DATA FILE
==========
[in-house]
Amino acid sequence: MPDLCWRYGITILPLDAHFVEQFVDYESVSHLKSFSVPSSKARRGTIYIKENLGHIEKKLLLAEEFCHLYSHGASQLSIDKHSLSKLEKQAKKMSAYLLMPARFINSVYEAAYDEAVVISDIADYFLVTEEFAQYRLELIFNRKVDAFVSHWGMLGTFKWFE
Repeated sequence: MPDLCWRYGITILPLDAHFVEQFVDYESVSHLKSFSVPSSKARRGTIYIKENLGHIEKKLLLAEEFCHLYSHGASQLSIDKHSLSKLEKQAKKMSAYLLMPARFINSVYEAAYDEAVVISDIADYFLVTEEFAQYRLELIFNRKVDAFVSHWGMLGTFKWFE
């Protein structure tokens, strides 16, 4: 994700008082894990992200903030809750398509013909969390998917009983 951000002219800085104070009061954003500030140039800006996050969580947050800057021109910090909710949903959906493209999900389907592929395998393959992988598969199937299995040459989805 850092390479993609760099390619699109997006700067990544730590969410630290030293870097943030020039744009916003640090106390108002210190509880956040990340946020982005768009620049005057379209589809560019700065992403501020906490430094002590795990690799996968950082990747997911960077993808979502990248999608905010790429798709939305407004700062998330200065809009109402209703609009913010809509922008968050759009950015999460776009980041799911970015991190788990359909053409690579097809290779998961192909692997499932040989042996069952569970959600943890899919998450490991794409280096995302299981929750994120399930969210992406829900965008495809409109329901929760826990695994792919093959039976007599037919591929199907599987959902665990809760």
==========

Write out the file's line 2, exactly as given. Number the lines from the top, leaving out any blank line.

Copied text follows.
Amino acid sequence: MPDLCWRYGITILPLDAHFVEQFVDYESVSHLKSFSVPSSKARRGTIYIKENLGHIEKKLLLAEEFCHLYSHGASQLSIDKHSLSKLEKQAKKMSAYLLMPARFINSVYEAAYDEAVVISDIADYFLVTEEFAQYRLELIFNRKVDAFVSHWGMLGTFKWFE